“As long as the bottles come, we will clean them,” they concluded in the application.
They will also continue with other projects – winter clothing drive, hurricane relief drives, volunteering with CNE Elementary PTO, CNE Education Foundation, YMCA, Clermont-Mercy Hospital, a local church, a local daycare, a nursing home, the American Diabetes Association and Special Olympics.
“One of their favorite activities (is) the food-packing events with A Child´s Hope International. Parents have come to volunteer alongside the Leos. They have fun volunteering as a family together, and the students start a friendly competition to see how quickly they can fill the bags. They feel good after this project,” Campbell said.
Seniors in the district interact with Leo Club members during the annual holiday luncheon. Earlier this year, the club hosted its third Father-Daughter Dance for CNE Elementary School students. More than 240 students and dads attended.
A desire to help others is the Leo Club foundation.
“To be a Leo, one does not need to be an athlete or scholar. One just needs to want to help make the community a better place and have a heart to serve others,” Campbell said. “For our school, Leo Club is a place where anyone can find a sense of belonging. Everyone is valued for the talents they bring to the club, but more importantly, they are simply valued as a person.”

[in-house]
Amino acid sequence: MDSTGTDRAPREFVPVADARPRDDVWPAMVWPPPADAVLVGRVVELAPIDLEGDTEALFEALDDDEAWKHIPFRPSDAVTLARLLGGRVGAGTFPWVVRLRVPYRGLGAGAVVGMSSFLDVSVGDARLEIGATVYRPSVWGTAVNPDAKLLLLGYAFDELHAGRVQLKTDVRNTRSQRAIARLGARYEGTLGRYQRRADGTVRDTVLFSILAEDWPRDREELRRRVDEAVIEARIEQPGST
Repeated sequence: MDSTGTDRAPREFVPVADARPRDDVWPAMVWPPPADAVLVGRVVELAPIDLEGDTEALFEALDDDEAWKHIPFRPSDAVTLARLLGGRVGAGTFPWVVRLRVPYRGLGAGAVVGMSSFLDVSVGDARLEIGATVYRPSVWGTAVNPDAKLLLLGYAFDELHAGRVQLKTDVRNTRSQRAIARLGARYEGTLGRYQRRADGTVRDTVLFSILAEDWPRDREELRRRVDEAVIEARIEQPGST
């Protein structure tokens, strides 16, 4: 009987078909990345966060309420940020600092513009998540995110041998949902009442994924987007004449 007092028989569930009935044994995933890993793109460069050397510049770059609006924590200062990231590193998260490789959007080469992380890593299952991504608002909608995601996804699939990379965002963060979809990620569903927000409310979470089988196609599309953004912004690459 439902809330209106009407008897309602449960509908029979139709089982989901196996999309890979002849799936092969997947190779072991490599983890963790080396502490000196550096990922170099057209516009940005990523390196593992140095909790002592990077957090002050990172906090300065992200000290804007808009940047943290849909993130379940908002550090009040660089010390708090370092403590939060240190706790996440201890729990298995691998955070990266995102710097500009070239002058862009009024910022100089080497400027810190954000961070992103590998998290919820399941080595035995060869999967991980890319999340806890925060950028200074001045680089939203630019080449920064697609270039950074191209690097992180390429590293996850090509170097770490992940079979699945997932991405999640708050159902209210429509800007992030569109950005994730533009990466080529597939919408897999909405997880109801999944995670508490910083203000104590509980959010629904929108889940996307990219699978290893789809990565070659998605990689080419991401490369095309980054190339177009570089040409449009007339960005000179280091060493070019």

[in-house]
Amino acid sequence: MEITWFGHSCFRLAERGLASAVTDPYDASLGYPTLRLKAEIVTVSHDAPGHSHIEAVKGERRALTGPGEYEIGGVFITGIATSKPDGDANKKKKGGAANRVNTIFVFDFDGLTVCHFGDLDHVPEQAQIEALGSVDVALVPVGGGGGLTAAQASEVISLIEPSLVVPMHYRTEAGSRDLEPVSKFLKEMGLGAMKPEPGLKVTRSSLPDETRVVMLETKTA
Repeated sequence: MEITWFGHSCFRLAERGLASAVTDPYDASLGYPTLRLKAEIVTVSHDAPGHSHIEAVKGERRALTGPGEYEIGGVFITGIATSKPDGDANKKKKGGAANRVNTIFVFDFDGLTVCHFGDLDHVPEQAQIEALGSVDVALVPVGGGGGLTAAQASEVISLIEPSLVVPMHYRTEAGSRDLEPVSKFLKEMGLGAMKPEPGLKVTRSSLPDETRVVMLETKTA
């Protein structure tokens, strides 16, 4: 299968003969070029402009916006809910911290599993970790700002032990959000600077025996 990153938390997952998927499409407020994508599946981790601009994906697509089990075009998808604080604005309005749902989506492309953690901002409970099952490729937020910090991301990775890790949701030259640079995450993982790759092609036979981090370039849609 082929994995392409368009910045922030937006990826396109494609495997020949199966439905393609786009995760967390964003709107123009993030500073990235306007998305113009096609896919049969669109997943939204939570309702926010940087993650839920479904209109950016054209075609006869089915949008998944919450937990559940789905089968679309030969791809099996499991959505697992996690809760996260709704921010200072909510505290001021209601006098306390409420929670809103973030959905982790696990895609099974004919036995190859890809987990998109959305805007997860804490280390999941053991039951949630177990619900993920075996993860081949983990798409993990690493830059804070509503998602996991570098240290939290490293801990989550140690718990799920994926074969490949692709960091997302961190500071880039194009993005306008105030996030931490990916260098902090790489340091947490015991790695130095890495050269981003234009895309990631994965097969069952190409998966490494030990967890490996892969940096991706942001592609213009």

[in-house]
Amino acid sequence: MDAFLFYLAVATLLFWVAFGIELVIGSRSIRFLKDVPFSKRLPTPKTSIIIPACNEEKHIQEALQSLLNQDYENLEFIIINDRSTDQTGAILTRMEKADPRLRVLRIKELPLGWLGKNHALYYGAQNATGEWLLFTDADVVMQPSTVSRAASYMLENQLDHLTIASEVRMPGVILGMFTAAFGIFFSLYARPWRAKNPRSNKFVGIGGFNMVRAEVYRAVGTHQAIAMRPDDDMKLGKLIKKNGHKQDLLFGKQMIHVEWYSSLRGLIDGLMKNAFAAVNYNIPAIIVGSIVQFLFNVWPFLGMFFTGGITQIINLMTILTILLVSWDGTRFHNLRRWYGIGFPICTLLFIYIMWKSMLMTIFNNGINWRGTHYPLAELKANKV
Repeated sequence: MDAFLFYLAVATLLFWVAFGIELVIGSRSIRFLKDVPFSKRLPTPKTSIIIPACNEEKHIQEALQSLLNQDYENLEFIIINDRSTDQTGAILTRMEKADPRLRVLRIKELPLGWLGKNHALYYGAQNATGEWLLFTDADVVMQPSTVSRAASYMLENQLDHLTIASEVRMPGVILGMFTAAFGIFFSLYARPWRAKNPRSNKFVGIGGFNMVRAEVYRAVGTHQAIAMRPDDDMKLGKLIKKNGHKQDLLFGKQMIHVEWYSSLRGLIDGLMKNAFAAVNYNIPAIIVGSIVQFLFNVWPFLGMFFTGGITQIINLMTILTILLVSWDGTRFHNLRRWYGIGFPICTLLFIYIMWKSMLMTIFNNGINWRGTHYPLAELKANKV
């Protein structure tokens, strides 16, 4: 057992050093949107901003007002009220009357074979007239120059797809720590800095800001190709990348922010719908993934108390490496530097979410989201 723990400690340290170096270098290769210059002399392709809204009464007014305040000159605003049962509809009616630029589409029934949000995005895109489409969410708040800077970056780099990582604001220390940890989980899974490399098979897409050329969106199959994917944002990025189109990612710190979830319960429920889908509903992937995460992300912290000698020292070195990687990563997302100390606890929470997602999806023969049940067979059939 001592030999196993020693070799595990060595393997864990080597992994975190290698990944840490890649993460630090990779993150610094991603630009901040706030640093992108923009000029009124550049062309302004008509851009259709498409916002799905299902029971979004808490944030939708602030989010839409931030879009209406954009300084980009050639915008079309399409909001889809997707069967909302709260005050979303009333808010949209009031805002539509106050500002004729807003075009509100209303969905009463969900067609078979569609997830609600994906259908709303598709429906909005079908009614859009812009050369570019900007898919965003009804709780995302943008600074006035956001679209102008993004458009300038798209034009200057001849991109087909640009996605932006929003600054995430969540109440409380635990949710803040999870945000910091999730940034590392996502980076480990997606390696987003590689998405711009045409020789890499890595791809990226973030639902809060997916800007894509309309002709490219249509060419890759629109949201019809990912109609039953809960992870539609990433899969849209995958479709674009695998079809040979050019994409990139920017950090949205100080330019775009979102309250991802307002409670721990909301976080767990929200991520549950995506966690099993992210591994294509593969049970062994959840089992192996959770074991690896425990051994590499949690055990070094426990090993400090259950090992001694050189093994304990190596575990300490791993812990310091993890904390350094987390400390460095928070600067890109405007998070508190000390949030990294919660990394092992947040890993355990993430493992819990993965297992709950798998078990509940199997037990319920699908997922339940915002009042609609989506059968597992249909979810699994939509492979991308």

About CNE Leo Club
• Won first place in the District Leo Club of the Year four years in a row.
• Were recognized by the Board of Education in a Moment of Excellence.
• Received an award from the Ohio School Boards Association Southwest Region (won in 2017 for Bicycle Safety Rodeo Project).
• Two-time State Leo Club of the Year.
• Past Leo President Elizabeth Glancy won District Leo of the Year, and this year´s President, Kylie Hoerth, is in the running for the same award.
• Volunteer at Pumpkin Run, March of Dimes Walk, Kinley Princess Walk, Tour de Cure, KAMP Dovetail, youth football, college fair, Crafts in the Cornfield, babysitting at preschool parent-teacher conferences, A Child’s Hope International food packing event, Salvation Army kettle bell ringing, SEM Haven Nursing Home open house, Reach Out Dinner, judging at Middle School Spark Research Fair, Link Crew for freshman orientation, Homecoming parade float, PTO Trunk or Treat; Special Olympics Swim Meet; Pennies for Patients (Lymphoma and Leukemia Society).
• Collect used hearing aids.
• Wedding clean-up (bride made donation to group for cleaning church).
• Shopping and wrapping presents for needy children.
CNE Leo Club members (2019-2020)
Seniors – Asia Adkins, Kylee Bragg, Valerie Curran, Lauren Rae Gilstrap, Kylie Hoerth, Gracie Minton, Sarahy Palafox, Jacob Stone, Tierra Tuneberg.
Juniors – Raven Benshoof, Kendra Brooks, Angie Cox, Nicholas Craig, Hollie Daniel, Michayla Eifert, Owen Fishback, Jonathon Keener, Tyler McDonald, Stone McDowell, Hannah newton, Abby Silvers, Emma Stephan, Claire Stenger, Olivia Williams.
Sophomores – Alex Bender, Madison Cruey, Lilly Jackson, Jaelyn Perry, Luke Ortega, Megan Sellars, Cooper Woolery.
Freshmen – Taylor Beasley, Genna Beebe, Mackenzie Donovan, Haley Eifert, Shelby Farmer, Dakota Hunt, John Jackson, Dana Wise, Taylor Gosser.